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Ghirelli, F. (2007) *kappa epsilon alpha: a three-equation eddy-viscosity model of turbulence*.

** BibTeX **

@article{

Ghirelli2007,

author={Ghirelli, Federico},

title={kappa epsilon alpha: a three-equation eddy-viscosity model of turbulence},

journal={International Journal of Numerical Methods for Heat & Fluid Flow},

issn={0961-5539},

volume={17},

issue={2},

pages={140-164},

abstract={Purpose - To provide an eddy-viscosity turbulence model that accounts for the non-equilibrium shape of the energy spectrum and for the effect of velocity correlation on turbulent viscosity. Design/methodology/approach - The turbulence model is built using the standard k epsilon model as the starting point. It is suggested that the character of turbulence depends on the time elapsed since its generation. Therefore, a local variable named "age of turbulence" or alpha, is defined and its transport equation is derived. Two hypotheses are formulated. The first one is that the shape of the energy spectrum depends on a. The second one is that also the effect of velocity correlation on turbulent viscosity is a function of alpha, in analogy with the dispersion coefficient of a particle in a turbulent flow. Hence, expressions for the characteristic time scale tau(T) and the turbulent viscosity v(T) are proposed and they are integrated in the standard k epsilon model, resulting in a three equation model named here k epsilon alpha. The expressions of v(T) and tau(T) reduce to those of the k epsilon model in decaying turbulence, and deviate from them in recently produced turbulence. The empirical constants are calibrated and various benchmark experiments are simulated. Findings - A comparison between computed results and experimental data show that the k epsilon alpha model is generally more accurate than the standard k epsilon model. Originality/value - The "age of turbulence" has not been used previously to characterise turbulence. The work is especially relevant for combustion/reacting applications, where the expression of the characteristic turbulence time scale is crucial for the estimation of the reactant mixing rates.},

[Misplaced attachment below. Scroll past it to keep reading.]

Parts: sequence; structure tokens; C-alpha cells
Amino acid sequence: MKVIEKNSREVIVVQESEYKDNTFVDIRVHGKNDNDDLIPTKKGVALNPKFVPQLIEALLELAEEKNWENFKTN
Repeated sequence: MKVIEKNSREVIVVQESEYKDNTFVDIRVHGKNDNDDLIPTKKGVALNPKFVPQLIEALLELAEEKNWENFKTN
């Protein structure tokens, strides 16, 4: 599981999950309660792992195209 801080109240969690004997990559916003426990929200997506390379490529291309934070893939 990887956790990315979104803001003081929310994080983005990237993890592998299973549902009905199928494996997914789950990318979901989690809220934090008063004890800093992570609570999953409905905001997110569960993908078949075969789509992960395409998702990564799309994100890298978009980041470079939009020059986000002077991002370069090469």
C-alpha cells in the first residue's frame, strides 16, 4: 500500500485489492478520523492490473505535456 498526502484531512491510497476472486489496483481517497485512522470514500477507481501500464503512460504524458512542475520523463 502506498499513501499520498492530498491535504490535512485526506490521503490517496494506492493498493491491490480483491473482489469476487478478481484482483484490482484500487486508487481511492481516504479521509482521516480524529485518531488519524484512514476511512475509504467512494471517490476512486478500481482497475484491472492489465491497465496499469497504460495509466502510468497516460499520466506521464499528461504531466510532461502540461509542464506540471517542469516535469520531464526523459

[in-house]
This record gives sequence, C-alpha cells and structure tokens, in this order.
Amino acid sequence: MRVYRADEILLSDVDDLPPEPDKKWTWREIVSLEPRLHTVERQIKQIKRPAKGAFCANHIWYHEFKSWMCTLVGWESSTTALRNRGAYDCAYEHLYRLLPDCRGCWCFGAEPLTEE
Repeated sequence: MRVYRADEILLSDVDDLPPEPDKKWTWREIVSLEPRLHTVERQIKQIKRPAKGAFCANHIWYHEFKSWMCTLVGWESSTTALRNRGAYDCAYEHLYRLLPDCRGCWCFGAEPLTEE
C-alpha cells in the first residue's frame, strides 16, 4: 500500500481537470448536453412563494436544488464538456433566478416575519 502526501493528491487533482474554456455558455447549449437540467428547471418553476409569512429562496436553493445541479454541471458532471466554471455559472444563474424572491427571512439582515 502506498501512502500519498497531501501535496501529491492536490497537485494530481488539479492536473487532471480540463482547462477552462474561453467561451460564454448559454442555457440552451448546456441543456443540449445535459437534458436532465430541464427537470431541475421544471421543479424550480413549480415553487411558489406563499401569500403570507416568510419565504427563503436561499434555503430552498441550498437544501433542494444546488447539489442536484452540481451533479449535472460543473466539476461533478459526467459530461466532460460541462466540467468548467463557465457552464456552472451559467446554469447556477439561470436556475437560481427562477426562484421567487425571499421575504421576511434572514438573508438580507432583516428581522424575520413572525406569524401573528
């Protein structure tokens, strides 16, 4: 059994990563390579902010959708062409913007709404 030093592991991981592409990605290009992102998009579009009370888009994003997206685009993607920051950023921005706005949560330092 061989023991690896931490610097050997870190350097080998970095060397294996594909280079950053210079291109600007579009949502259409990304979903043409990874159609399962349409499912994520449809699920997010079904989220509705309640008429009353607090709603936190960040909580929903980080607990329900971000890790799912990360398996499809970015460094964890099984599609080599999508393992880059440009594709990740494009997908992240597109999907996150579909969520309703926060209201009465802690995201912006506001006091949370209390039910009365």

year={2007},

keywords={turbulence, shearing, jets, diffusion, FLOW, TIME, JET },

}

** RefWorks **

RT Journal Article

SR Electronic

ID 77727

A1 Ghirelli, Federico

T1 kappa epsilon alpha: a three-equation eddy-viscosity model of turbulence

YR 2007

JF International Journal of Numerical Methods for Heat & Fluid Flow

SN 0961-5539

VO 17

IS 2

SP 140

OP 164

AB Purpose - To provide an eddy-viscosity turbulence model that accounts for the non-equilibrium shape of the energy spectrum and for the effect of velocity correlation on turbulent viscosity. Design/methodology/approach - The turbulence model is built using the standard k epsilon model as the starting point. It is suggested that the character of turbulence depends on the time elapsed since its generation. Therefore, a local variable named "age of turbulence" or alpha, is defined and its transport equation is derived. Two hypotheses are formulated. The first one is that the shape of the energy spectrum depends on a. The second one is that also the effect of velocity correlation on turbulent viscosity is a function of alpha, in analogy with the dispersion coefficient of a particle in a turbulent flow. Hence, expressions for the characteristic time scale tau(T) and the turbulent viscosity v(T) are proposed and they are integrated in the standard k epsilon model, resulting in a three equation model named here k epsilon alpha. The expressions of v(T) and tau(T) reduce to those of the k epsilon model in decaying turbulence, and deviate from them in recently produced turbulence. The empirical constants are calibrated and various benchmark experiments are simulated. Findings - A comparison between computed results and experimental data show that the k epsilon alpha model is generally more accurate than the standard k epsilon model. Originality/value - The "age of turbulence" has not been used previously to characterise turbulence. The work is especially relevant for combustion/reacting applications, where the expression of the characteristic turbulence time scale is crucial for the estimation of the reactant mixing rates.

LA eng

DO 10.1108/09615530710723939

LK http://dx.doi.org/10.1108/09615530710723939

OL 30